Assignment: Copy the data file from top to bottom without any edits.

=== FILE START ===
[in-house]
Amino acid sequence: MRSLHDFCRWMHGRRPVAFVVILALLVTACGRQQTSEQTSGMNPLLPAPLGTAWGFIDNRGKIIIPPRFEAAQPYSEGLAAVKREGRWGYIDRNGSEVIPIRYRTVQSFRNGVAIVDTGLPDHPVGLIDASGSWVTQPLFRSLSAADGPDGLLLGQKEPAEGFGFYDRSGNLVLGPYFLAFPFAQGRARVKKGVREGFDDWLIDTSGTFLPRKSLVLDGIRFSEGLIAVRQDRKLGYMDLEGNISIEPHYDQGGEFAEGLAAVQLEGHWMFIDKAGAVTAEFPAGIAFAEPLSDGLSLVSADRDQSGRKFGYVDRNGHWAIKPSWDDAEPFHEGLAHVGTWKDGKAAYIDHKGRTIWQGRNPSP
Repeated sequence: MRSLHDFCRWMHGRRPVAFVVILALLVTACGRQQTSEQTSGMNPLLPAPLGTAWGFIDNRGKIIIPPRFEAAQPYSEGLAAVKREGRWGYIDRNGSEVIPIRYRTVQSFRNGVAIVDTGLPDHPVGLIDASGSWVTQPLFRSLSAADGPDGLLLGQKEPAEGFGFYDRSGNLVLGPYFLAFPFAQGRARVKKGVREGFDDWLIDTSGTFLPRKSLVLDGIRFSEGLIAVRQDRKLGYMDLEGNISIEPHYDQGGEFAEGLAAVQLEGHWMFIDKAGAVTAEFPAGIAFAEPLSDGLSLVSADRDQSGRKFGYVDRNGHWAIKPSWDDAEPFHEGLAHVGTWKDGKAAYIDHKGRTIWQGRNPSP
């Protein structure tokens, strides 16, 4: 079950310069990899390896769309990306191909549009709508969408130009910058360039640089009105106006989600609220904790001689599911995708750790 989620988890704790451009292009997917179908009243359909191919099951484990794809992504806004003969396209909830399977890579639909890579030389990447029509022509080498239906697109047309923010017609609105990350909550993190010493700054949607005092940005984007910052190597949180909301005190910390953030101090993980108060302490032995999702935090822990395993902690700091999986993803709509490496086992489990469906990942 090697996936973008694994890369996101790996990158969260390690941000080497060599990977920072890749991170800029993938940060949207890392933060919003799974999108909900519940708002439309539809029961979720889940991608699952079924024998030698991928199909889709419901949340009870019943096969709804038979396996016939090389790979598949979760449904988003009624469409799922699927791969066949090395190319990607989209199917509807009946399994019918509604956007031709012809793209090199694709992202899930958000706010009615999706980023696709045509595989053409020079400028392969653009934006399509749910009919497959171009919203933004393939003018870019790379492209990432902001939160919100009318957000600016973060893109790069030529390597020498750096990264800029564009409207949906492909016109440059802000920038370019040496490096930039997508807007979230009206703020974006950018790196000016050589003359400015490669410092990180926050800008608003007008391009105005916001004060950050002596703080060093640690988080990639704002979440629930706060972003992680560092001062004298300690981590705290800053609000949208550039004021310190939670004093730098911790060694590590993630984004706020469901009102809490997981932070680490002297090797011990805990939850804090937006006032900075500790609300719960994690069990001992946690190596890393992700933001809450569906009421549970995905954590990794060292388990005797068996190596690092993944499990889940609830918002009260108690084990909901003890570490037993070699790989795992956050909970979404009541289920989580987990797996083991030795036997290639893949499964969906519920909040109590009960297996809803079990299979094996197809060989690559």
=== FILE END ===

[in-house]
Amino acid sequence: MRSLHDFCRWMHGRRPVAFVVILALLVTACGRQQTSEQTSGMNPLLPAPLGTAWGFIDNRGKIIIPPRFEAAQPYSEGLAAVKREGRWGYIDRNGSEVIPIRYRTVQSFRNGVAIVDTGLPDHPVGLIDASGSWVTQPLFRSLSAADGPDGLLLGQKEPAEGFGFYDRSGNLVLGPYFLAFPFAQGRARVKKGVREGFDDWLIDTSGTFLPRKSLVLDGIRFSEGLIAVRQDRKLGYMDLEGNISIEPHYDQGGEFAEGLAAVQLEGHWMFIDKAGAVTAEFPAGIAFAEPLSDGLSLVSADRDQSGRKFGYVDRNGHWAIKPSWDDAEPFHEGLAHVGTWKDGKAAYIDHKGRTIWQGRNPSP
Repeated sequence: MRSLHDFCRWMHGRRPVAFVVILALLVTACGRQQTSEQTSGMNPLLPAPLGTAWGFIDNRGKIIIPPRFEAAQPYSEGLAAVKREGRWGYIDRNGSEVIPIRYRTVQSFRNGVAIVDTGLPDHPVGLIDASGSWVTQPLFRSLSAADGPDGLLLGQKEPAEGFGFYDRSGNLVLGPYFLAFPFAQGRARVKKGVREGFDDWLIDTSGTFLPRKSLVLDGIRFSEGLIAVRQDRKLGYMDLEGNISIEPHYDQGGEFAEGLAAVQLEGHWMFIDKAGAVTAEFPAGIAFAEPLSDGLSLVSADRDQSGRKFGYVDRNGHWAIKPSWDDAEPFHEGLAHVGTWKDGKAAYIDHKGRTIWQGRNPSP
């Protein structure tokens, strides 16, 4: 079950310069990899390896769309990306191909549009709508969408130009910058360039640089009105106006989600609220904790001689599911995708750790 989620988890704790451009292009997917179908009243359909191919099951484990794809992504806004003969396209909830399977890579639909890579030389990447029509022509080498239906697109047309923010017609609105990350909550993190010493700054949607005092940005984007910052190597949180909301005190910390953030101090993980108060302490032995999702935090822990395993902690700091999986993803709509490496086992489990469906990942 090697996936973008694994890369996101790996990158969260390690941000080497060599990977920072890749991170800029993938940060949207890392933060919003799974999108909900519940708002439309539809029961979720889940991608699952079924024998030698991928199909889709419901949340009870019943096969709804038979396996016939090389790979598949979760449904988003009624469409799922699927791969066949090395190319990607989209199917509807009946399994019918509604956007031709012809793209090199694709992202899930958000706010009615999706980023696709045509595989053409020079400028392969653009934006399509749910009919497959171009919203933004393939003018870019790379492209990432902001939160919100009318957000600016973060893109790069030529390597020498750096990264800029564009409207949906492909016109440059802000920038370019040496490096930039997508807007979230009206703020974006950018790196000016050589003359400015490669410092990180926050800008608003007008391009105005916001004060950050002596703080060093640690988080990639704002979440629930706060972003992680560092001062004298300690981590705290800053609000949208550039004021310190939670004093730098911790060694590590993630984004706020469901009102809490997981932070680490002297090797011990805990939850804090937006006032900075500790609300719960994690069990001992946690190596890393992700933001809450569906009421549970995905954590990794060292388990005797068996190596690092993944499990889940609830918002009260108690084990909901003890570490037993070699790989795992956050909970979404009541289920989580987990797996083991030795036997290639893949499964969906519920909040109590009960297996809803079990299979094996197809060989690559």